Justin Ching 4d, Willis Huang 3d, and William Xu 2k won the dan section of the Team Tournament in the Youth Room at the US Go Congress Friday, while Ethan Frank 6k, Bryan Tan 8k, and Logan Lancaster 10k won the kyu section. A dozen teams of three players each competed, with each team needing to win two out of three boards in order to win a match. Winning teams scored $25 gift certificates per player, and players who won all three games (regardless of how their team fared) also won $15 gift certificates. Based on the team matches in Hikaru no Go, team go has been quite popular at Congress in recent years, and often draws the highest attendance numbers of youth room events. Story and photo by Paul Barchilon, E-J Youth Editor. Photo: William Xu, Willis Huang, and Justin Ching, at left, compete against Helen Lu, Oscar Cao, and David Lu, at right).
Wednesday August 7, 2013
Miein Kurebayashi 2P, and her son Eiryu 1d won the top table at the Youth Adult Pair Go Tourney at the US Go Congress. Twelve pairs competed in the event, and winners received prizes at each table. AGA Pair Go Coordinator Rachel Small was on hand, with t-shirts, fans, and other goodies from the World Pair Go Association, who have agreed to sponsor next year’s pair go events at the Go Congress. She also debuted the new international Pair Go Passports, which have places for stamps for each pair go event a player attends. Rubber stamps were designed for this year’s Youth Adult Pair Go and the North American Pair Go Championship.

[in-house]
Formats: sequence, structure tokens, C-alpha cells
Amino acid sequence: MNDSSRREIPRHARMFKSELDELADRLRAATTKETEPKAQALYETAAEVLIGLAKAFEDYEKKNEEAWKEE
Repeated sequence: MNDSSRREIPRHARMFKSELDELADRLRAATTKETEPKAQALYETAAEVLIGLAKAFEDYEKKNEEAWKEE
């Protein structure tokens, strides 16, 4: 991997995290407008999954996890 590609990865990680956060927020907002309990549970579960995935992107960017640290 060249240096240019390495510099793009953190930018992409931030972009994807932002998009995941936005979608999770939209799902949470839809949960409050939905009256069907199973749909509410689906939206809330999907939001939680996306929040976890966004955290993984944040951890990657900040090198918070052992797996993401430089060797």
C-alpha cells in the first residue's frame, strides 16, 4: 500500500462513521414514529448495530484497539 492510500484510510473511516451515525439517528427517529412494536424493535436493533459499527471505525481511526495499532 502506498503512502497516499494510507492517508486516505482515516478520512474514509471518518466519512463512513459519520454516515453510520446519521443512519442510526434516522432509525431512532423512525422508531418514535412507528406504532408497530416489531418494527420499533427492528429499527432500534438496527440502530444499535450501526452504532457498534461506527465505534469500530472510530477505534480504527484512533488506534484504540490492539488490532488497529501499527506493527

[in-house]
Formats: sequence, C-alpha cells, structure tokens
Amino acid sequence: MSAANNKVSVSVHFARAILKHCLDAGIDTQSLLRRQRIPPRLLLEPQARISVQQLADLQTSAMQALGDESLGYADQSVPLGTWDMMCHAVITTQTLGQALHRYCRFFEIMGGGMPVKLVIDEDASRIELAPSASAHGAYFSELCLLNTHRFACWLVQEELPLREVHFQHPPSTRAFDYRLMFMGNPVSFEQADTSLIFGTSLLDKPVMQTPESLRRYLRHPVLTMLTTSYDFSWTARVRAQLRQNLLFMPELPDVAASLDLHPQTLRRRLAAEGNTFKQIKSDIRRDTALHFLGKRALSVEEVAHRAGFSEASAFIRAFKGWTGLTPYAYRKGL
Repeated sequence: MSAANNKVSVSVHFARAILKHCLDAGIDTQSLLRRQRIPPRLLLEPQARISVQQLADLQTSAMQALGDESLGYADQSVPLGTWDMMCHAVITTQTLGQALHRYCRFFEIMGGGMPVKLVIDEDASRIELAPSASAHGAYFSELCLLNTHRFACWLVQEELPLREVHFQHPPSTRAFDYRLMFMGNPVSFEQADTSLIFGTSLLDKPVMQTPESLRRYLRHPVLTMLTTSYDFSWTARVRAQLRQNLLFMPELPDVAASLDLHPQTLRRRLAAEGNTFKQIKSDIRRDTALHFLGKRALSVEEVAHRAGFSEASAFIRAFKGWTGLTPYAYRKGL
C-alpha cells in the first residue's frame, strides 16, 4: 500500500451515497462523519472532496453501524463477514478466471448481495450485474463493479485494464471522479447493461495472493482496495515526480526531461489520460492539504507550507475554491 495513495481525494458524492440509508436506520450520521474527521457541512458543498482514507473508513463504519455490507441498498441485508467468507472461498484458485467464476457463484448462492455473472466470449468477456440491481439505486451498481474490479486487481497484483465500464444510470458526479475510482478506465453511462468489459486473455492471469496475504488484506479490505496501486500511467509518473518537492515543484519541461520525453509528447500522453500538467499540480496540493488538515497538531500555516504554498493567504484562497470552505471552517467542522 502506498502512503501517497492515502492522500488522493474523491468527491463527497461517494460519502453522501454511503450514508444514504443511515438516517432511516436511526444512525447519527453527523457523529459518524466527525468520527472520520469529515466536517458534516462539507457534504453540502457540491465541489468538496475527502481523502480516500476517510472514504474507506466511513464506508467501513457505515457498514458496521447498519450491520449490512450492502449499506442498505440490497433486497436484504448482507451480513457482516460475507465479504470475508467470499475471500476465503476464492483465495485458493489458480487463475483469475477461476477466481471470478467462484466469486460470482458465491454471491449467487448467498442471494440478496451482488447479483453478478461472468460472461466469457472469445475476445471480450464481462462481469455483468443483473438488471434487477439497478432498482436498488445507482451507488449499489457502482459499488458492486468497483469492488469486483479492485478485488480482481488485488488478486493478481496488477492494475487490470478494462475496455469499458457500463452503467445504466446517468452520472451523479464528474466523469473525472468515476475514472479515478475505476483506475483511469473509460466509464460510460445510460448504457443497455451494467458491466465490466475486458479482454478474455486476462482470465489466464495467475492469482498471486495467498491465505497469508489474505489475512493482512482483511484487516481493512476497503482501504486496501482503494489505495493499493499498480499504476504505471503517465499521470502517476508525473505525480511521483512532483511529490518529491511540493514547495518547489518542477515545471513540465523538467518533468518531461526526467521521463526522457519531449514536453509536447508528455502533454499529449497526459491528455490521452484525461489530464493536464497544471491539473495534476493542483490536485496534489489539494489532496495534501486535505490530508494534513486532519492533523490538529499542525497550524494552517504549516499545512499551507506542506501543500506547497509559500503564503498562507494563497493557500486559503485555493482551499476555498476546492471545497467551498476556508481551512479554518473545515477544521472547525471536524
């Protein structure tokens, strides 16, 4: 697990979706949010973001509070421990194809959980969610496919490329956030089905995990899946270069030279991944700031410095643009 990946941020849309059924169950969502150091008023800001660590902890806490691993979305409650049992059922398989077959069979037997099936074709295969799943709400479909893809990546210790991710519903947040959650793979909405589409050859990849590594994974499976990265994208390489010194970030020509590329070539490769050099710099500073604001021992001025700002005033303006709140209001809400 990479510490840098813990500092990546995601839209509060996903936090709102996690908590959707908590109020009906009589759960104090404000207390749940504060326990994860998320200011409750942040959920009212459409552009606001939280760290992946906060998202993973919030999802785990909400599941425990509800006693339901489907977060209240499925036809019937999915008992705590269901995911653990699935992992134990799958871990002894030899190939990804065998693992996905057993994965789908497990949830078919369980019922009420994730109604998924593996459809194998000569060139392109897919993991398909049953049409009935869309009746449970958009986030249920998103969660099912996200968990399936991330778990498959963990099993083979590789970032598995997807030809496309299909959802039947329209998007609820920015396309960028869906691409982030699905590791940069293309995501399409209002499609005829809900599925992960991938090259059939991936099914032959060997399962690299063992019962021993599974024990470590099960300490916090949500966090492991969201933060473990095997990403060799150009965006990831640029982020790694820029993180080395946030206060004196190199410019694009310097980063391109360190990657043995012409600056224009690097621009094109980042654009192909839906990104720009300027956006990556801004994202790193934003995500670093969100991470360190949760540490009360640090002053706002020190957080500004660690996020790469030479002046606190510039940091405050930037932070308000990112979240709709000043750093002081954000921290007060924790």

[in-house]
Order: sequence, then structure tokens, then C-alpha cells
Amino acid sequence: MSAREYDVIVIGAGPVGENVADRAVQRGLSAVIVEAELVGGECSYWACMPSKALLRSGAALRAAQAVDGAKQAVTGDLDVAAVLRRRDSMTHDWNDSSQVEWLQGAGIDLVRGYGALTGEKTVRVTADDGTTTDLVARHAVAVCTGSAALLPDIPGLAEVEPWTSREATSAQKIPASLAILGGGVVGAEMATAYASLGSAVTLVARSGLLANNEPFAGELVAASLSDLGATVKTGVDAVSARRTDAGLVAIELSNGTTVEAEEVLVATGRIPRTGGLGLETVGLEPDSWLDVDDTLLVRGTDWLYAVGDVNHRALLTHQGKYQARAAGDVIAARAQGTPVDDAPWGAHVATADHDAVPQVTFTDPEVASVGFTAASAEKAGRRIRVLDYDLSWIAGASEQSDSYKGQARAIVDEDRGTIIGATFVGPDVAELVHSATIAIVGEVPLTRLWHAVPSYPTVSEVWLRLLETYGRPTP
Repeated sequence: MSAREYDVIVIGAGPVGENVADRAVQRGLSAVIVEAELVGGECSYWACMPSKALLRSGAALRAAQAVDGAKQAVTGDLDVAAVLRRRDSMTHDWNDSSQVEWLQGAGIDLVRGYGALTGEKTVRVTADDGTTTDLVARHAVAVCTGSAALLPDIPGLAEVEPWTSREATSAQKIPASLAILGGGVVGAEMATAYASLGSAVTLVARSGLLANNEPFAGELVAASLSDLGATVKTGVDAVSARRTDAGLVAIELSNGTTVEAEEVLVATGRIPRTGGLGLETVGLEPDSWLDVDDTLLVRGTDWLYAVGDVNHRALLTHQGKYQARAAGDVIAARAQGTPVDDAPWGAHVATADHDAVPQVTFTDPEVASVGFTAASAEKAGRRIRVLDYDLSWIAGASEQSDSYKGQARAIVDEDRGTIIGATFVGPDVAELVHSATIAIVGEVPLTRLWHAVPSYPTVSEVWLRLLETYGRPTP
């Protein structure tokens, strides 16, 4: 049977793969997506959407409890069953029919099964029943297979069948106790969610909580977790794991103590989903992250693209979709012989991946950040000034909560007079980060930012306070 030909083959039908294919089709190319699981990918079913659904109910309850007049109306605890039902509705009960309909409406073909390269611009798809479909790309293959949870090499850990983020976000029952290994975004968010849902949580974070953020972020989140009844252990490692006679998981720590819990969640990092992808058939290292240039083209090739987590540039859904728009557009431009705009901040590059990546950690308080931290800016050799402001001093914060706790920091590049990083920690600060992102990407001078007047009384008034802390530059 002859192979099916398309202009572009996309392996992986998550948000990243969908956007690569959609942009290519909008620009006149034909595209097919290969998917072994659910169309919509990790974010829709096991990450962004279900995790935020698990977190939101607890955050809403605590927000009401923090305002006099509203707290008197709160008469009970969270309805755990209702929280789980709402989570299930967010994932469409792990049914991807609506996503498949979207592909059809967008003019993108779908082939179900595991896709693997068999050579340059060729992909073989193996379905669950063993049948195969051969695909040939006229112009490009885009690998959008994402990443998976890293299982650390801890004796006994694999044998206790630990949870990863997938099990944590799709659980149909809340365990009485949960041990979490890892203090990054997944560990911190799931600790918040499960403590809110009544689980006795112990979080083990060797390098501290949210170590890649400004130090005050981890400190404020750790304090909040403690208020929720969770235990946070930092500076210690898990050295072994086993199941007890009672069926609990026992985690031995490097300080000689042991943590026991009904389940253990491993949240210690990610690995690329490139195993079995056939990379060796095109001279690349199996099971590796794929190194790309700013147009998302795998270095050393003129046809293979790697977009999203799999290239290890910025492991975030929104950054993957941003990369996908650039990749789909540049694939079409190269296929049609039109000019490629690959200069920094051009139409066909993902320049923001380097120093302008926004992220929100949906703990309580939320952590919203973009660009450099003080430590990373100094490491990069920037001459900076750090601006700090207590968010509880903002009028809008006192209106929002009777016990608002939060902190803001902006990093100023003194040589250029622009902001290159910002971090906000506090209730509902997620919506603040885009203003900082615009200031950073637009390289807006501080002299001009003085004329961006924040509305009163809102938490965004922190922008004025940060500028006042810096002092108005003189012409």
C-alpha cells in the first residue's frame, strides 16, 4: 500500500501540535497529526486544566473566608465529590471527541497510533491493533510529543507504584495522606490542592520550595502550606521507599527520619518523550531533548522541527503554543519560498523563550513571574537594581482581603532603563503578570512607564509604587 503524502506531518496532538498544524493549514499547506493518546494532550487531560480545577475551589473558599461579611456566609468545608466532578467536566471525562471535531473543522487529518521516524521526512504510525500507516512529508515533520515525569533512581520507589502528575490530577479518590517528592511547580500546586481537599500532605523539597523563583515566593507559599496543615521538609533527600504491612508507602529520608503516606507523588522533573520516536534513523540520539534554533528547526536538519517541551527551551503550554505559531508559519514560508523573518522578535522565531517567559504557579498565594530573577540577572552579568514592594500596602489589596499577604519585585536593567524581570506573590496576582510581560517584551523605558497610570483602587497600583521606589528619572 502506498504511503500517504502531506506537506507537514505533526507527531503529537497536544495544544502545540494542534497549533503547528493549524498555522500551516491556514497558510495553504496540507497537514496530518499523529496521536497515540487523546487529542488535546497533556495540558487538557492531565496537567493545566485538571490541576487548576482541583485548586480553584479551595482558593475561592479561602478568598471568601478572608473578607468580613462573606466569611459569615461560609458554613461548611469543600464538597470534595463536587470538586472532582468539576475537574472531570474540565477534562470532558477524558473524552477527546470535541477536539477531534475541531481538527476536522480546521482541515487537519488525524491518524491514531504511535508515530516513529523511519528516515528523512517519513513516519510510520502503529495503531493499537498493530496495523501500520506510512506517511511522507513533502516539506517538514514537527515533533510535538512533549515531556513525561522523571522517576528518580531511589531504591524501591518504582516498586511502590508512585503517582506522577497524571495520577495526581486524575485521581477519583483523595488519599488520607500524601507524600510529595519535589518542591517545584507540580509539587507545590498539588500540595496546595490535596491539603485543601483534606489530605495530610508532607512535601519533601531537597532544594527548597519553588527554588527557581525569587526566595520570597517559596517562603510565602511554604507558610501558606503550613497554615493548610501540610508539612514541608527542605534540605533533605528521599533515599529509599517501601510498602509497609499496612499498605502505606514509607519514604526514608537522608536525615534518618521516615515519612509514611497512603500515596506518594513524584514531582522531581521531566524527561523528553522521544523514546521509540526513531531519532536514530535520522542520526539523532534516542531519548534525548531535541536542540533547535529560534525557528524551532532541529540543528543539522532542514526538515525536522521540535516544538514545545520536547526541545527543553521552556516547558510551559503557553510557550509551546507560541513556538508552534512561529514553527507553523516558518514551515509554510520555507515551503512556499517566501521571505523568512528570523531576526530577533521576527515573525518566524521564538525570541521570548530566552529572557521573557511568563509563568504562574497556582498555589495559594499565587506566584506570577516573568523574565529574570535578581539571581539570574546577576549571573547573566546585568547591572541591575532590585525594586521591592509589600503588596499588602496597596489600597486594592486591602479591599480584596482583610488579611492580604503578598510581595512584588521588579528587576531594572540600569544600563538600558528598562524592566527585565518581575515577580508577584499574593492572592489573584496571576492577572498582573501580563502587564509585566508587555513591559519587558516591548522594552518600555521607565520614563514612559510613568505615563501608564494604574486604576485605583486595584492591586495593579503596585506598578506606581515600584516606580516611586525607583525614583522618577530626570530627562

Table winners were Miein 2P and Eiryu Kurebalyashi 1d; Kevin Cho 3k and Jesy Felicca 7k; single game winners were: April Ye 1k and Willis Huang 3d, Justin Ching 4d and Wan Chen 4d; Mizuki Masuda 15k and Kaoru Hidaka 18k; Sarah Amano 20k and Weitan Liu 18k; Yukino Takehara 2k and William Xu 2k; Rengo winning pairs were Justin Teng 6d and Robert Tirak 5d, and Bob Liu 13k and Samuel Suastegui 18k. More photos can be seen on the AGA Pair Go Facebook page. - Story and photos by Paul Barchilon, E-J Youth Editor. Top left: Jay Chan and Yukino Takehara vs. Sammy Zhang and Yunyen Lee; Lower right: Miein and Eiryu Kurebayashi vs. Wan Chen and Hugh Zhang.
Monday August 5, 2013